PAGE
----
Month: August 2014

Friday RoundUp For August 29th, 2014

Here are some of the posts that I have enjoyed from other people’s blogs this week:


Nate Martin  –  Scared of Seminary

Tomorrow marks my first day as a seminary student at the Southeastern Baptist Theological Seminary in Wake Forest, N.C. I am thrilled of course, but I would be lying if I didn’t say I was scared. I am scared because I am about to get exactly what I asked for and it makes me very uncomfortable. Let me explain… CLICK HERE TO READ MORE


J.D. Greear-  What David Platt’s IMB Presidency Signals About Our Future:

This morning, the International Mission Board (IMB) trustees announced David Platt as the new IMB President. I have no doubts that he is God’s man, chosen for this task in this hour. Personally, I could not be more thrilled. I think this is a wonderful gift of God to our Convention of churches….CLICK HERE TO READ MORE


Josh Patterson –  4 Leadership Lessons From Nehemiah

Leadership tends to define itself better in person than on a page. In recent decades leadership has vaulted to the forefront of organizational discussion, classroom research and publishing houses across the world. Books on the topic abound. In their work, “Classical Leadership,” Michelle Doyle and Mark Smith write, “What is leadership? It seems to be one of those qualities that you know when you see it, but is difficult to describe. There are almost as many definitions as there are commentators.” CLICK HERE TO READ MORE


Thabiti Anyabwile-   Is It “Goodbye Evangelicalism” or “We Evangelicals Join in Your Suffering”?

When James Cone wrote A Black Theology of Liberation in the late 1960s, he was attempting to provide a theological framework for understanding and guiding the feelings and actions of African-American protestors. He wrote in the wake of a deadly riot in Detroit. He felt a burden, a heavy weight to say something meaningful as a Christian. He felt, as many had before him, that if Christianity had no answer for Black people caught in the roiling cauldron of Jim Crow segregation and state-sponsored terrorism then Christianity had no credibility whatsoever. CLICK HERE TO READ MORE


Ronnie Floyd The Prayer Life of A Pastor

Prayer is built on the Word of God. This prevents us from getting out of balance or off into theological error. Sometimes people think those who practice prayer are intellectual midgets or theologically inferior. Great prayer warriors base their praying on God’s Word, the surest truth in this world. CLICK HERE TO READ MORE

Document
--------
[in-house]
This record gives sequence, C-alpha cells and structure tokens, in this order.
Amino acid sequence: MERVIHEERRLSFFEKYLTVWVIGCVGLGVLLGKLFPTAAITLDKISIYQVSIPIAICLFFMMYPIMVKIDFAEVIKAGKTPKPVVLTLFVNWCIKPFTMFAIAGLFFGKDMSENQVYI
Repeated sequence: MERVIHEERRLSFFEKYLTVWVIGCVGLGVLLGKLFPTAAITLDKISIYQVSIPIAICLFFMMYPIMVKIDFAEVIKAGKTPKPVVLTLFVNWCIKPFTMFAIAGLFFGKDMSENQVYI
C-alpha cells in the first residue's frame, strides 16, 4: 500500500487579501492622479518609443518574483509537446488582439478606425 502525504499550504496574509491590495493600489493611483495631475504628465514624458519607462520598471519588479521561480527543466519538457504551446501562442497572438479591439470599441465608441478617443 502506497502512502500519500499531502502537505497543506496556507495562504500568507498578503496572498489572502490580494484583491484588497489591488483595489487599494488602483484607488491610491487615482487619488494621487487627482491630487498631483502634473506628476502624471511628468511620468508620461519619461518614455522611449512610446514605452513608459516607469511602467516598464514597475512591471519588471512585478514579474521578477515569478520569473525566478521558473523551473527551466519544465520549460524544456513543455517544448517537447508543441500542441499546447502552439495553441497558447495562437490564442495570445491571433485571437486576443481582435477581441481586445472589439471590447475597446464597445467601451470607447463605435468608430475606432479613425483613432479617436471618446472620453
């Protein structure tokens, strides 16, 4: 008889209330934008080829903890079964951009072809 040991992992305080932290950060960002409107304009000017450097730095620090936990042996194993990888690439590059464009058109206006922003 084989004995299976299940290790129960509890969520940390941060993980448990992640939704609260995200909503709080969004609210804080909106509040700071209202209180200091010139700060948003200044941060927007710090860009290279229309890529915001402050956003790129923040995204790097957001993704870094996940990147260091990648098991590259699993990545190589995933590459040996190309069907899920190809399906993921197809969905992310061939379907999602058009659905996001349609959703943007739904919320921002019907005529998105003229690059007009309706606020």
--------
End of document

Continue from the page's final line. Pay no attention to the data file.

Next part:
Hope for Pastors Who Are Trapped in Depression

LincolnThis past Sunday I preached a message from the book of Job entitled “The Dark Night of the Soul:  The Problem and the Blessings of Depression.”  In this message, we examined the difficult and often neglected subject of depression in the life of believers.  I showed our congregation that Job shows the classic signs in this book of experiencing anxiety and depression.  In this blog post, I would like to extend that conversation to the problem of depression among Pastors.  Specifically, I would like to offer some hope and help for Pastors who are serving the church but who feel trapped in depression.

I understand this problem because I have struggled with depression throughout my life and have been serving in the ministry for over twenty years.  For most of my ministry I have kept my depression a secret — fearful that it would disqualify me from carrying out the call of God on my life.  But a few years ago, I began a journey that has lead me to understand that although depression presents several unique problems it also presents some unique blessings and opportunities.

First, however, let me share some statistics with you that demonstrate just how big of a problem anxiety and depression are among Pastors.  According to a a study conducted by the Schaeffer Institute among those involved in full-time ministry:

  • 50%  feel unable to meet the demands of the job.
  • 80% feel the ministry has negatively affected their family.
  • 70% report battling depression
  • 70% report that they do not have someone they consider a close friend

Obviously, this is one of the most pressing issues facing the clergy in America today.  When I first read these statistics I was both relieved and surprised.  Relieved because for the first time I realized that I was not alone in my struggle and surprised because I talk to Pastors daily and never realized so many were struggling.

The problems created by depression are rather obvious.  Pastors who battle with depression end up feeling isolated, lonely and discouraged.  Often they end up quitting the ministry or worse yet stay in and grow more and more bitter.  Over the past twenty years, I have met dozens of men who once felt the fire of God burning in their soul to preach the Word but who’ve grown despondent and jaded due to depression.  The problems are obvious to everyone, but what we often fail to comprehend is that depression also offers some unique blessings.  

I first began to think about the unique blessings of depression a couple of years ago when I came across an article in The Atlantic magazine detailing Abraham Lincoln’s  struggle with depression.  In that article, Joshua Wolf Shenk discussed Lincoln’s lifelong and public battle with depression.  As I read the article, I couldn’t help but think about how different things are today than they were in Lincoln’s day.  If Lincoln were running today there would be no way he could get elected as a member of town council let alone as President of the United States.  His battle with “melancholy” was far too public for him to be elected in our present political environment.  But Lincoln, thankfully,  lived in a different era — an era when depression was thought to be closely linked with genius.